Bush's Tactics Like Hitler's?

And now the most interesting two minutes in television, the latest from the wartime grapevine:

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Bush's Tactics Like Hitler's?
A member of the German cabinet has been quoted as comparing President Bush's handling of the Iraq issue to the tactics of Adolf Hitler.

Justice Minister Herta Daeubler-Gmelin said — according to a regional newspaper — "Bush wants to divert attention from his domestic problem. It's a classic tactic. It's one that Hitler also used."

Presidential Press Secretary Ari Fleischer called the statement "outrageous and inexplicable.

But the German justice ministry denied the quote and Chancellor Schroeder said he was glad to hear that because there would be no room in his cabinet for someone who made such a comparison.

Mum's the Word 
That brief outburst by two protesters during Defense Secretary Rumsfeld's testimony in the House yesterday may not have amounted to much.

The New York Times story on the hearing summed the incident up in two sentences inside the paper.

But on the front page, there the protesters were in living color.

The Los Angeles Times even made the outburst the lead photograph in the paper.

And MSNBC invited the women on as prime-time guests.

Principal Hushes Presidential Hopeful
The latest from the world of American education is that a California middle school pupil running for student body president has been censored by her principal.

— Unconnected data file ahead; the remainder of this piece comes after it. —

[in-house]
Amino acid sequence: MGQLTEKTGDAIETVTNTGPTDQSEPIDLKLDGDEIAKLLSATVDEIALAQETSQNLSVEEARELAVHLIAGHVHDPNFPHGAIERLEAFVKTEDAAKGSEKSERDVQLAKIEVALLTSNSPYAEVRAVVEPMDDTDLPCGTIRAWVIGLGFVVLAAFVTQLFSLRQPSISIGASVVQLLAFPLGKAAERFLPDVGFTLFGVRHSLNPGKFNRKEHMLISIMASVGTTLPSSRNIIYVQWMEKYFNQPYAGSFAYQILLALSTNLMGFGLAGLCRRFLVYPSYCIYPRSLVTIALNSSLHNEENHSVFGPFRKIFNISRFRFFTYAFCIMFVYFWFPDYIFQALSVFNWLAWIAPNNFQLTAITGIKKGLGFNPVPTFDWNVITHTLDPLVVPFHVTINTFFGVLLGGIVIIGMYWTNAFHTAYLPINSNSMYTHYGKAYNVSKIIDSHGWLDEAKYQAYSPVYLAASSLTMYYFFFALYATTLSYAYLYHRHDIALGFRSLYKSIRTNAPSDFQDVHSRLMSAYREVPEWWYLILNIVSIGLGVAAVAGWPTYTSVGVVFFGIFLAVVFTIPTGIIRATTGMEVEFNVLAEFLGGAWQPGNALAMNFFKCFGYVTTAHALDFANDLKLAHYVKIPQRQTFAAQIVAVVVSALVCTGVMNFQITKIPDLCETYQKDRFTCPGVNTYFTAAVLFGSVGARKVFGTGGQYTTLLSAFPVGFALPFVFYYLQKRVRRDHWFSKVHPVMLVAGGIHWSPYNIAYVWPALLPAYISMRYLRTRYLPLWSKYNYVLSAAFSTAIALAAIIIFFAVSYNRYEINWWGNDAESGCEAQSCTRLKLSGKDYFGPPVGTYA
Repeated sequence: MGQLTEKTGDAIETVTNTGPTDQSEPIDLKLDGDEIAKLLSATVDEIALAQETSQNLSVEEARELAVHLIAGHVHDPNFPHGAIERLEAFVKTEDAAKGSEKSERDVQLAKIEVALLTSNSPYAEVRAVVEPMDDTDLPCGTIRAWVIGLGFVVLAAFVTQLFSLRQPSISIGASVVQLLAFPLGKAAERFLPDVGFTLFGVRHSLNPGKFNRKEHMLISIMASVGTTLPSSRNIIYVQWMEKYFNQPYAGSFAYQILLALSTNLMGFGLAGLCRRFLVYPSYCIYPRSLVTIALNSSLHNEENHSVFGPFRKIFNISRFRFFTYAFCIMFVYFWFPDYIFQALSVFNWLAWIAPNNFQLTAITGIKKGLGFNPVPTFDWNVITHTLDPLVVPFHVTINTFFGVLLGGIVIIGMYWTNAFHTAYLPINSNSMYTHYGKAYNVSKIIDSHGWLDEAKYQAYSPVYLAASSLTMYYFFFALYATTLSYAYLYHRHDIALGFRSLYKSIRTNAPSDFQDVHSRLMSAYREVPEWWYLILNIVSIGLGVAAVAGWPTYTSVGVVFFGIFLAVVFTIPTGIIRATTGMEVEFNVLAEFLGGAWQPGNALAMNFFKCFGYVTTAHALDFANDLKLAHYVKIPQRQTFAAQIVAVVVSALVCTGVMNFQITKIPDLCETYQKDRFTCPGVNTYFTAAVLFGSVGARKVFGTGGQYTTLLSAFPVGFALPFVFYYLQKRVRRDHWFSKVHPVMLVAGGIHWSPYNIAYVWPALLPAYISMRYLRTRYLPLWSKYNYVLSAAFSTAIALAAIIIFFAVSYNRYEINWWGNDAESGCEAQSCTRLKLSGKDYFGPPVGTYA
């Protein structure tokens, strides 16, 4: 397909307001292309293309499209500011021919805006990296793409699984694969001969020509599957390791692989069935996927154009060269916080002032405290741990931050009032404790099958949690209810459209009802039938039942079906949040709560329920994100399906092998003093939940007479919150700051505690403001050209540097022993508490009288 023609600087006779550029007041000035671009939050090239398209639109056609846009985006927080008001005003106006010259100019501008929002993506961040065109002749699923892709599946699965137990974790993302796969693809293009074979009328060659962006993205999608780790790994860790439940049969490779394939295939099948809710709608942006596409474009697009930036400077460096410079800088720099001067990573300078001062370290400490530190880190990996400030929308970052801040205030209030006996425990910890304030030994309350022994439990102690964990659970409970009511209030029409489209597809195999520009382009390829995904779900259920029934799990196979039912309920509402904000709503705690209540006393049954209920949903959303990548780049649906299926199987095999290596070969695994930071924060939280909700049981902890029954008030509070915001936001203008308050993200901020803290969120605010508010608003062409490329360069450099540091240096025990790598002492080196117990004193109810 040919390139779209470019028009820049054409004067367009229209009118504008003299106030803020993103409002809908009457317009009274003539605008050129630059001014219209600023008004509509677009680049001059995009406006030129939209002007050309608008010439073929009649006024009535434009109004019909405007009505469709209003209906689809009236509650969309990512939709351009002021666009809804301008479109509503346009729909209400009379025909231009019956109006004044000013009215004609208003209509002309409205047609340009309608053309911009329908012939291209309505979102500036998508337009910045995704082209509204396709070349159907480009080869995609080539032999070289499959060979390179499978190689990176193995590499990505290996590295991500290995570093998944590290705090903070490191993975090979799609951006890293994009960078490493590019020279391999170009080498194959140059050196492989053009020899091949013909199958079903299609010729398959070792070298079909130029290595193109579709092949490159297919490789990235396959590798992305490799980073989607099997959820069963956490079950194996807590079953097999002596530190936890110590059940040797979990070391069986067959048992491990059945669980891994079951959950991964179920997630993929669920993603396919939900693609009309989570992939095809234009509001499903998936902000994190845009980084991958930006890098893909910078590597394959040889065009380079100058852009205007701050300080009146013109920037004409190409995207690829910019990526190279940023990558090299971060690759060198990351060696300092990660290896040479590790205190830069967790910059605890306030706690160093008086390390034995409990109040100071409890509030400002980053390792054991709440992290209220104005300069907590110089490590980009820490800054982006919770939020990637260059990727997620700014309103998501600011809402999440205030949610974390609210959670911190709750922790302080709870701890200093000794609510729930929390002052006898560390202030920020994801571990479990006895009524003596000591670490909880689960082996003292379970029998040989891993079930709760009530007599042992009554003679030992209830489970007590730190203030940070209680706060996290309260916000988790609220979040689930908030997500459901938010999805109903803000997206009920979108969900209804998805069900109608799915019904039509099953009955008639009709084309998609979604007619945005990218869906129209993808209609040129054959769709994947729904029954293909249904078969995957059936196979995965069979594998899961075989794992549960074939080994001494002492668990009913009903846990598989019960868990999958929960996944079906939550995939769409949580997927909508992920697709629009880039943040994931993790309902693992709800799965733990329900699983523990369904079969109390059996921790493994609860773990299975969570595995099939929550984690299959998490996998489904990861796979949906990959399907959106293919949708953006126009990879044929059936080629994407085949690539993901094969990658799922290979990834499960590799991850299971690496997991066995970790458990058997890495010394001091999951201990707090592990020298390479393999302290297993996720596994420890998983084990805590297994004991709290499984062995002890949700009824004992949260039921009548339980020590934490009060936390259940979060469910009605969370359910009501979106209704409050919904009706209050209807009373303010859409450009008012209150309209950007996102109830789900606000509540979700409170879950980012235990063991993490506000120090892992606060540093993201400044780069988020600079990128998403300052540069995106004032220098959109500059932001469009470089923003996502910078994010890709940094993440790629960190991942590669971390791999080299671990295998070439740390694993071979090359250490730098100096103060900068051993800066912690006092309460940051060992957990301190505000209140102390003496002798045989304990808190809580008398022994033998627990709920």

The 13-year-old girl planned to ask students during a school election assembly in the town of Fairfax to move five inches to the right, then five inches back to the left, and then to introduce themselves to the person next to them. Then she planned to say, "I've just gotten most of the gym floor clean and everybody to meet someone in less than three minutes. Think what I can do in an entire year."

But the principal said saying that would violate school election guidelines against "attempting to get the audience involved." She's suing.

NRA Sues School System
The Albemarle County, Virginia school system is being sued by the National Rifle Association after a 12-year-old wore a t-shirt from the NRA's Sport Shooting Camp that showed silhouettes of three target shooters.

The school authorities made him turn it inside out, claiming it was violent, and violated school policy.

But the NRA says it's the boy's constitutional rights that were violated.